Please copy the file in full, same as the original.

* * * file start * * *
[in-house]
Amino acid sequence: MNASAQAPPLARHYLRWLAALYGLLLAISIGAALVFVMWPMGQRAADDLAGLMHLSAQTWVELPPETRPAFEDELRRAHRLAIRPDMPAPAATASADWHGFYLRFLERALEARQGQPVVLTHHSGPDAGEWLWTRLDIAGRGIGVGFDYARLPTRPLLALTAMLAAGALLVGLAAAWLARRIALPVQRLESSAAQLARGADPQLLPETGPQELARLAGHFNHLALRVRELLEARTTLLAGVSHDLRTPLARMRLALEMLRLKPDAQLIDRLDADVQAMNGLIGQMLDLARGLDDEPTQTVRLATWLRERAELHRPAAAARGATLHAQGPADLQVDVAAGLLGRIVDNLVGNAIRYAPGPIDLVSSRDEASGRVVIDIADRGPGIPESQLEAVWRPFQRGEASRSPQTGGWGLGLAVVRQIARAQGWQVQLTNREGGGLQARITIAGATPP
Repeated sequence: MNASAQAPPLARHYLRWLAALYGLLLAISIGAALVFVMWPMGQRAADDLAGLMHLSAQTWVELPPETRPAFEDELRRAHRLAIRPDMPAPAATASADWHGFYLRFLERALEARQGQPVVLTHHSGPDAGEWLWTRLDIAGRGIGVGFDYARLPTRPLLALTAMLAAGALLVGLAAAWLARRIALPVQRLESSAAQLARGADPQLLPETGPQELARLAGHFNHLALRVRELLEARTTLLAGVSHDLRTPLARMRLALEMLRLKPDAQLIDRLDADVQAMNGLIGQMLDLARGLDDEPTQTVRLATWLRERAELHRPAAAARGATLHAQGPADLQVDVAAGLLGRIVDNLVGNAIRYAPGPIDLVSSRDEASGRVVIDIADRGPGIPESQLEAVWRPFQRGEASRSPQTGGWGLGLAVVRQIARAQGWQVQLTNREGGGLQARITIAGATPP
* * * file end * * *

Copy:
[in-house]
Amino acid sequence: MNASAQAPPLARHYLRWLAALYGLLLAISIGAALVFVMWPMGQRAADDLAGLMHLSAQTWVELPPETRPAFEDELRRAHRLAIRPDMPAPAATASADWHGFYLRFLERALEARQGQPVVLTHHSGPDAGEWLWTRLDIAGRGIGVGFDYARLPTRPLLALTAMLAAGALLVGLAAAWLARRIALPVQRLESSAAQLARGADPQLLPETGPQELARLAGHFNHLALRVRELLEARTTLLAGVSHDLRTPLARMRLALEMLRLKPDAQLIDRLDADVQAMNGLIGQMLDLARGLDDEPTQTVRLATWLRERAELHRPAAAARGATLHAQGPADLQVDVAAGLLGRIVDNLVGNAIRYAPGPIDLVSSRDEASGRVVIDIADRGPGIPESQLEAVWRPFQRGEASRSPQTGGWGLGLAVVRQIARAQGWQVQLTNREGGGLQARITIAGATPP
Repeated sequence: MNASAQAPPLARHYLRWLAALYGLLLAISIGAALVFVMWPMGQRAADDLAGLMHLSAQTWVELPPETRPAFEDELRRAHRLAIRPDMPAPAATASADWHGFYLRFLERALEARQGQPVVLTHHSGPDAGEWLWTRLDIAGRGIGVGFDYARLPTRPLLALTAMLAAGALLVGLAAAWLARRIALPVQRLESSAAQLARGADPQLLPETGPQELARLAGHFNHLALRVRELLEARTTLLAGVSHDLRTPLARMRLALEMLRLKPDAQLIDRLDADVQAMNGLIGQMLDLARGLDDEPTQTVRLATWLRERAELHRPAAAARGATLHAQGPADLQVDVAAGLLGRIVDNLVGNAIRYAPGPIDLVSSRDEASGRVVIDIADRGPGIPESQLEAVWRPFQRGEASRSPQTGGWGLGLAVVRQIARAQGWQVQLTNREGGGLQARITIAGATPP